Indeed, there’s quite a lot of power under Zulip’s hood, though it does lack a few tools. For example, if you want guests to participate in any given chat, they have to sign up for a Zulip account or sign in with Google or GitHub; there’s no real public option. Also, although you can conduct video calls, there’s no audio-call option.

Even so, organizations that like to leverage open-source services would do very well to check out Zulip.


group chat services - Telegram Telegram

The chat service with the broadest platform support, Telegram offers native apps and clients for not just Android, iOS, macOS and Windows, but also Linux and Windows 10 Mobile (a.k.a. Windows Phone). It's also among the few services (and the only one in this roundup) that's completely free. There are no tiered subscription levels; you get everything Telegram has to offer at no charge and without ads — though you may be asked for a donation further down the line.

The service allows for up to 200 users per group, but has also added “supergroups” supporting up to 10,000 members. However, regardless of group size, it’s still a little tricky to add people, as guests and contacts alike must install a Telegram app or client — odd, given that you can initiate chats from a browser. And even then, invitations require you to manually enter phone numbers (for SMS-based invites) or email a custom link.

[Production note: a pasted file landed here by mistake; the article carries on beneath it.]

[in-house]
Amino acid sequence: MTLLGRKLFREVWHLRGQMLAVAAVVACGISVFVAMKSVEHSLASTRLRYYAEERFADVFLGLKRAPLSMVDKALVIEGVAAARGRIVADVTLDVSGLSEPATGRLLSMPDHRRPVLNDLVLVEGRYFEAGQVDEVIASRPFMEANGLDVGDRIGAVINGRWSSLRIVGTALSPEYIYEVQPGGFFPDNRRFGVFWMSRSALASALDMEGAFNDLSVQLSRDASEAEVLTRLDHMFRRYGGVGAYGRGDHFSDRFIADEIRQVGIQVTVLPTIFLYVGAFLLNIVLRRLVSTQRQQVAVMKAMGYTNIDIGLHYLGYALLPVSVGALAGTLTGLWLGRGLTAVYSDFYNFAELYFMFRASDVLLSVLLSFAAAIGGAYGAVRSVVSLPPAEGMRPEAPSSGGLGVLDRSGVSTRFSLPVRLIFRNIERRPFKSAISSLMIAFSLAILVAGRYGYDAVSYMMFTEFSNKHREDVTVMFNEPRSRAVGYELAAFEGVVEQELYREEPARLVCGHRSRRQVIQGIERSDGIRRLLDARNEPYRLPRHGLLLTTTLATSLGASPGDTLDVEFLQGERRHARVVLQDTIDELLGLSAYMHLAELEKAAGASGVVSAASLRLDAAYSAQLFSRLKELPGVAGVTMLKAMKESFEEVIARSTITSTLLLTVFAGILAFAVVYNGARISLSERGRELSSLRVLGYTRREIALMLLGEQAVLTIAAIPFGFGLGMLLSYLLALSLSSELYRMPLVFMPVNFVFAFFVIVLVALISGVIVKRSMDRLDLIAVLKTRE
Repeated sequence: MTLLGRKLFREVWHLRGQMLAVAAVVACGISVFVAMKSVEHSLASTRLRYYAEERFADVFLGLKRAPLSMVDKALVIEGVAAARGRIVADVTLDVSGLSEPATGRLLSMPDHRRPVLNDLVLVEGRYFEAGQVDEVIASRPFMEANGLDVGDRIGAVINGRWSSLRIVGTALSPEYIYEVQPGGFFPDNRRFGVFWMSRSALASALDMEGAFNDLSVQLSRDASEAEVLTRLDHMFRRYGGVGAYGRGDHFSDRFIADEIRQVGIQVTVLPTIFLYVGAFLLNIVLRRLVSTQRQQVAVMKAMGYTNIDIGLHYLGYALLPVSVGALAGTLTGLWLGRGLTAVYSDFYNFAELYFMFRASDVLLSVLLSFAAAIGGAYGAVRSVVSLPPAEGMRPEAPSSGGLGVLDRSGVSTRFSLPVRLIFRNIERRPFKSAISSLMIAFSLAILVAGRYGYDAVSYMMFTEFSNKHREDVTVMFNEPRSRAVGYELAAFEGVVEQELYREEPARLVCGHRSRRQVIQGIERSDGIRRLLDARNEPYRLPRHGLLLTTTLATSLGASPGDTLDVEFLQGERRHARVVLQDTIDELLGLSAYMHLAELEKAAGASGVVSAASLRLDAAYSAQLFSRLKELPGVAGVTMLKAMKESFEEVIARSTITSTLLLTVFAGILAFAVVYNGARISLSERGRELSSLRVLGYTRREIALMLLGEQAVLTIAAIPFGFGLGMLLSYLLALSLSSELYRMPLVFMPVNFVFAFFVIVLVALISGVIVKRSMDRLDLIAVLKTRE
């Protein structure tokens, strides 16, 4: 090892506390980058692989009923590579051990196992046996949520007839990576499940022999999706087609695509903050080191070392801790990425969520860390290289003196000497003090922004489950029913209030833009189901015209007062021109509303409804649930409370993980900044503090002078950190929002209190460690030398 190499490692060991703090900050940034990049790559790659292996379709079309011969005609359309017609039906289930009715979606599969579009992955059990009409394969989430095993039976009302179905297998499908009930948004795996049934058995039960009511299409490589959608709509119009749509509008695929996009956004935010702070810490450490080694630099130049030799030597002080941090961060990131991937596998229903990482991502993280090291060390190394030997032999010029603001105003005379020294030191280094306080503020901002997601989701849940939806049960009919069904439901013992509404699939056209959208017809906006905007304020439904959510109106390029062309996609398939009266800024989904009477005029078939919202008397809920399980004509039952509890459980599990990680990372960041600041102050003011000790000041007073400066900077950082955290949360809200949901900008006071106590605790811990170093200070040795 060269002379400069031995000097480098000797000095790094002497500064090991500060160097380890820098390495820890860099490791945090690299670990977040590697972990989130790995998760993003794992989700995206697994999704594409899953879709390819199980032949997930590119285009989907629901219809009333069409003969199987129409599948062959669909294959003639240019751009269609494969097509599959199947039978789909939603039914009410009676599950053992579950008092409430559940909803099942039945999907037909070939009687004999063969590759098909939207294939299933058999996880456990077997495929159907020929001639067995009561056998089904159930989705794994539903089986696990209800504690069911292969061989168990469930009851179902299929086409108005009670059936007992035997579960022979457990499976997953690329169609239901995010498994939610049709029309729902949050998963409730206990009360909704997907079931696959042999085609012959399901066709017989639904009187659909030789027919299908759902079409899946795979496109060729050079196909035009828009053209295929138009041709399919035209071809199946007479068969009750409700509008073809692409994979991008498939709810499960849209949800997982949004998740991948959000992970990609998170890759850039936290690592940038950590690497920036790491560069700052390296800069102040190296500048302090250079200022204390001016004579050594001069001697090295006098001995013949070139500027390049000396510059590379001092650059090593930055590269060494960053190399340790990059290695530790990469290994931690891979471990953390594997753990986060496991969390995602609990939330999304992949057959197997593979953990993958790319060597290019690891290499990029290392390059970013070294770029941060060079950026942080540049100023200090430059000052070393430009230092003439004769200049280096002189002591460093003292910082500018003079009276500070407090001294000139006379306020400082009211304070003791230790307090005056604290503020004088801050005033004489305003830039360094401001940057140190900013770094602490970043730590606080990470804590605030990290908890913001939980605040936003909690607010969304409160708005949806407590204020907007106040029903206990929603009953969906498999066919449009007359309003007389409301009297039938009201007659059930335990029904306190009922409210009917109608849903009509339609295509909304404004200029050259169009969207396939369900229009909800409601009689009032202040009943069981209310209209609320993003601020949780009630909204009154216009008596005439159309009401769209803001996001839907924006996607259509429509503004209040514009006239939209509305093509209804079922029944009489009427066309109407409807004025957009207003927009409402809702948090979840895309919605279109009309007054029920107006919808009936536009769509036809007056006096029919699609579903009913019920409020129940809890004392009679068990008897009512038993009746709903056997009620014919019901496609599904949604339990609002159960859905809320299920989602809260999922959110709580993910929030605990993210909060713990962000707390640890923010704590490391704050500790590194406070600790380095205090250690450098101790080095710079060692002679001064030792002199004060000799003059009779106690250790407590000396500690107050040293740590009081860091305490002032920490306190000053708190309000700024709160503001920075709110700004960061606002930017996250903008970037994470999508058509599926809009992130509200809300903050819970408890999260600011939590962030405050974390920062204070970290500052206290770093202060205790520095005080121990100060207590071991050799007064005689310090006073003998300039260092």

Earlier this year, Telegram added secure voice-call capabilities. You can’t do video calling, but you can record and broadcast video messages. To that end, Telegram recently launched Telescope, a free hosting service that automatically stores videos up to 1 minute long. Think of it as a sort of YouTube for chat channels, something you can use to share videos privately or publicly.

Telegram employs user forums as its primary means of support. The service offers 256-bit AES encryption for group chats, plus a secret-chat option for one-on-one messaging that leaves no trace on servers and can't be forwarded.

CA Flowdock

group chat services - CA Flowdock CA Technologies

Click any image in this story to enlarge it.

In CA Flowdock, chats aren't chats; they're “flows” — something akin to Slack’s “channels” — and they incorporate various modern conventions: Twitter-like user handles, 1:1 and threaded conversations, hashtags and even a custom email address that teams can use to contribute to a flow. However, if you want videoconferencing, you'll need to link up with; Flowdock doesn't offer native calling features, and it no longer integrates with Google Hangouts.